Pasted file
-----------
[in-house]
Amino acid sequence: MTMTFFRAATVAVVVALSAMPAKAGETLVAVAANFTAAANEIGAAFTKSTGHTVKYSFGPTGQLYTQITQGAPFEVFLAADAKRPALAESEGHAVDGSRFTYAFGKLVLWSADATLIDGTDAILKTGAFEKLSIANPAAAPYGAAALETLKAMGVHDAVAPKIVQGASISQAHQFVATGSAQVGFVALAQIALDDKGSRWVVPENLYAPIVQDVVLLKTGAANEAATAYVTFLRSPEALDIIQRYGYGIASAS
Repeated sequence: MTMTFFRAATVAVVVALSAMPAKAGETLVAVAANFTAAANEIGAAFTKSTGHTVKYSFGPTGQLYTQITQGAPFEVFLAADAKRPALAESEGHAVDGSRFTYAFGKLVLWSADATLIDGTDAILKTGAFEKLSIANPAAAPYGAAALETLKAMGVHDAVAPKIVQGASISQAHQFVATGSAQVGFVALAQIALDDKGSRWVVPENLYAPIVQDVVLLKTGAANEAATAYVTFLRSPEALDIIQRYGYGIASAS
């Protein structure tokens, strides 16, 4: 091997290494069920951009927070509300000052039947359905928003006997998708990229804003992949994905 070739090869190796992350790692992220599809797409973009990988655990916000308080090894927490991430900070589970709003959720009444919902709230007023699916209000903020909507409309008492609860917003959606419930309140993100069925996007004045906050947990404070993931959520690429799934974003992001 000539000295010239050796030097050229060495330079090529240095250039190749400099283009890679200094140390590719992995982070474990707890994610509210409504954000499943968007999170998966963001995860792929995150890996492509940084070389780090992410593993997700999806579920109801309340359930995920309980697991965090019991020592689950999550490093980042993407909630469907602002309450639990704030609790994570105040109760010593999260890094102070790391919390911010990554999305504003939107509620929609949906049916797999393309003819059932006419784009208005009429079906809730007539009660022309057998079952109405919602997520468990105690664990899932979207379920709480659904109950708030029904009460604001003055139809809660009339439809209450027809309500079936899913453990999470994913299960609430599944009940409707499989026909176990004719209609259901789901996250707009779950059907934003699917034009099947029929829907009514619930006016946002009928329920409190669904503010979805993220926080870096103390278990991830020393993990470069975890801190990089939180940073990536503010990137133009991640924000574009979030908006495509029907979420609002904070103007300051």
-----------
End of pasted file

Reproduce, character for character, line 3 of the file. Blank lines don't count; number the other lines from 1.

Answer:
Repeated sequence: MTMTFFRAATVAVVVALSAMPAKAGETLVAVAANFTAAANEIGAAFTKSTGHTVKYSFGPTGQLYTQITQGAPFEVFLAADAKRPALAESEGHAVDGSRFTYAFGKLVLWSADATLIDGTDAILKTGAFEKLSIANPAAAPYGAAALETLKAMGVHDAVAPKIVQGASISQAHQFVATGSAQVGFVALAQIALDDKGSRWVVPENLYAPIVQDVVLLKTGAANEAATAYVTFLRSPEALDIIQRYGYGIASAS